I like the visual effect of looking through the arches under the Founder's Bridge. The man in the photo who was participating in the event hopped up for a look at the action as I was taking the photo.
After crossing the bridge, I followed the shoreline of the river back to Great River Park in East Hartford. There were many mature trees along the way where I was able to see some woodland birds along with the pigeons, House Sparrows, starlings, and grackles you might expect to see in an urban area.
One thing that surprised me was how nice and sandy the Connecticut River shoreline was at this park. I was also pleased to find a well decorated Spotted Sandpiper there.
I enjoyed watching as the sandpiper scurried quickly along the shore searching for food proudly bobbing its tail everywhere it went. One of the nice things about birds is that they are everywhere so I didn't have to make a choice between activities like visiting the city or birdwatching. I was able to do both !

click to play

For information about other upcoming events taking place at the Mortensen Riverfront Plaza click here.

Wednesday, August 18, 2010

Watching Flickers From A Natural Blind

I was on my way to a birding location when I decided to check a field that was along the way. I never made it to my intended destination. Instead, I spent the next couple of hours hiding in the bushes watching birds. While out birding , I've been trying to make a conscious effort to find areas where the birds are most active and try to get close to them without scaring them away. In this particular field which is located in Middletown, I noticed that many birds were landing on a dead tree snag which a large bush and other vegetation in back of it. I had to do a little bushwhacking to get into position but eventually settled into a good spot where most of my body was hidden. I even stuck a couple of branches in my hat to blend into my surroundings a little better.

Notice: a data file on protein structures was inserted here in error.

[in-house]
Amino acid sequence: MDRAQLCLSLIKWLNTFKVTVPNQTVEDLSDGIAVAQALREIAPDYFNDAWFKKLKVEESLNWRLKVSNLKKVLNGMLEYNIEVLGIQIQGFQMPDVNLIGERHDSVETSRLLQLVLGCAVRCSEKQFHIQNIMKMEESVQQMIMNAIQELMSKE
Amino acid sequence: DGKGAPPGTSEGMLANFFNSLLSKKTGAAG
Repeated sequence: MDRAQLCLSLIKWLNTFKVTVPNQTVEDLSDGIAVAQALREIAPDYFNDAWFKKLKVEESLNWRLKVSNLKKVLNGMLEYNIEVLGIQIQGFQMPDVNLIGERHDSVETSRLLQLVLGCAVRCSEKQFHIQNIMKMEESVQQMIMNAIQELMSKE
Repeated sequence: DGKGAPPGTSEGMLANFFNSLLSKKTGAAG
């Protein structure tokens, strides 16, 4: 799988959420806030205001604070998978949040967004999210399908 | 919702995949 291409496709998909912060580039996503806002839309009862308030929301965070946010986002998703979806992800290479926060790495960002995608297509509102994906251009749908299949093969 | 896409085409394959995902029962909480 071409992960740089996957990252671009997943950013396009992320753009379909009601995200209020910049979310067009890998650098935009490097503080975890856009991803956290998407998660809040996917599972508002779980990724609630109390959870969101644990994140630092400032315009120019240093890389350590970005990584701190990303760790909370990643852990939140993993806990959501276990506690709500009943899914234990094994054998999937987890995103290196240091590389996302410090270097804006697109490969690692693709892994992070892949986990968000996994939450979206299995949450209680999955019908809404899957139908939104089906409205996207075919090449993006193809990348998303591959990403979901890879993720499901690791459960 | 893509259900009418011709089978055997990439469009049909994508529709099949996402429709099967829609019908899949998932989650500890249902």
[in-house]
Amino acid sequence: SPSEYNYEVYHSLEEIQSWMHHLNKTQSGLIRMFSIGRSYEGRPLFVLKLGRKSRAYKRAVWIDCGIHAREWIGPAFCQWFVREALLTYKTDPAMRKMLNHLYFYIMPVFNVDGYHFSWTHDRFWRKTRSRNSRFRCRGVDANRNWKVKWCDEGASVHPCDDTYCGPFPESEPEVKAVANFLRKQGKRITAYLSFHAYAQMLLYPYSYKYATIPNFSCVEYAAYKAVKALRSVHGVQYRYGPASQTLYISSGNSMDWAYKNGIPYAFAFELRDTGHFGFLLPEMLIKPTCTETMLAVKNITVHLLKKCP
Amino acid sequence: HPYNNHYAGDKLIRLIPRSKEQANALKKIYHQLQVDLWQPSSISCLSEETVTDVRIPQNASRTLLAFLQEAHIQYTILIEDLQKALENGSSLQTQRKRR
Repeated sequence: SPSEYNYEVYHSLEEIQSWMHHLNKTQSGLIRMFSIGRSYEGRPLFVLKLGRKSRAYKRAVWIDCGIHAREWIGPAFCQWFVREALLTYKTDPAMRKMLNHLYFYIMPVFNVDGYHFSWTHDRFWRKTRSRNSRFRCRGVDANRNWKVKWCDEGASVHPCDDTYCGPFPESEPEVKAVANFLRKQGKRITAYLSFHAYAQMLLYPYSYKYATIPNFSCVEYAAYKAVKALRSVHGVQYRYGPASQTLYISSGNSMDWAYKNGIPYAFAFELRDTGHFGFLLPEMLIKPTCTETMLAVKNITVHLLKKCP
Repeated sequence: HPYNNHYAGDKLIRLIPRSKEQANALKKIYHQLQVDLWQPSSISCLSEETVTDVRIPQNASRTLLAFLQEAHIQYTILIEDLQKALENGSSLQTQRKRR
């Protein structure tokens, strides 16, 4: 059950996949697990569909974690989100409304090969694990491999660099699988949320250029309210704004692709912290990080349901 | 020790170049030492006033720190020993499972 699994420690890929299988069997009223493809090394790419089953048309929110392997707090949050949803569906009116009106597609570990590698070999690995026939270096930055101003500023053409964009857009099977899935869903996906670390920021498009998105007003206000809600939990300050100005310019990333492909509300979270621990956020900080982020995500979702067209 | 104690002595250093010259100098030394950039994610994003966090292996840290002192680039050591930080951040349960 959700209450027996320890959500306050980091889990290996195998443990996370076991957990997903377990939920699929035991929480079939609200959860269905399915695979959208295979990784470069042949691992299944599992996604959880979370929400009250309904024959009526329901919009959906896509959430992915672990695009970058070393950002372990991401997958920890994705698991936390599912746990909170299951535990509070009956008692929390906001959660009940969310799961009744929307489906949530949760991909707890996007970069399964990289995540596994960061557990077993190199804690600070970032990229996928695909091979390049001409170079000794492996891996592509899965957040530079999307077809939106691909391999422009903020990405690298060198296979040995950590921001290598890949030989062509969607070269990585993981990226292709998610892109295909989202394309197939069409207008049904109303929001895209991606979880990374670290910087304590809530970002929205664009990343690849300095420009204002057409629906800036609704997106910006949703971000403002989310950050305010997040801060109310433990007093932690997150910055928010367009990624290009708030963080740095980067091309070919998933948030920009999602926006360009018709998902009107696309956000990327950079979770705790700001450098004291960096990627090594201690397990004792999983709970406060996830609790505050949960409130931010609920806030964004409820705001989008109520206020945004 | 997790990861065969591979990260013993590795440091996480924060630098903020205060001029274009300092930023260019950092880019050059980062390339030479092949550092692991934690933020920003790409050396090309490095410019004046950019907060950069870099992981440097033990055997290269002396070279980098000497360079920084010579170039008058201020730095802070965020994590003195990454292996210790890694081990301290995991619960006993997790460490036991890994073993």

I've tried this sort of thing before and a lot of times it doesn't work out but this time it worked like a charm. I did run into a couple of minor problems. I had difficulty getting my tripod legs to set flat on the ground because of all the roots and tangle. When I went to fold the tripod back up I noticed that the little rubber caps on the bottom of the legs had fallen off when I had to pull the legs back up out of the vines. I couldn't find them so I just bought new ones which were better anyway. The other problem was that I was often looking at the underside of the bird which wasn't always a good angle for taking photos but the birds put on a great show.
-At one point, there were 7 Northern Flickers stretching their wings, calling, climbing, and tapping on wood just a feet away from me. I read in the David Sibley book, The Sibley guide To Bird Life & Behavior, that Northern Flickers have a variable clutch size of 3-12 eggs. An experiment was done by a researcher who would remove one egg a day from a flicker nest but always leaving at least two in the nest. The female flicker ended up laying 70 eggs by the end of the season. I found that to be interesting. The whole section woodpeckers had good information.
I watched as young Eastern Bluebirds would land on the highest point of a branch only to be chased away by another bluebird which would land in the same spot.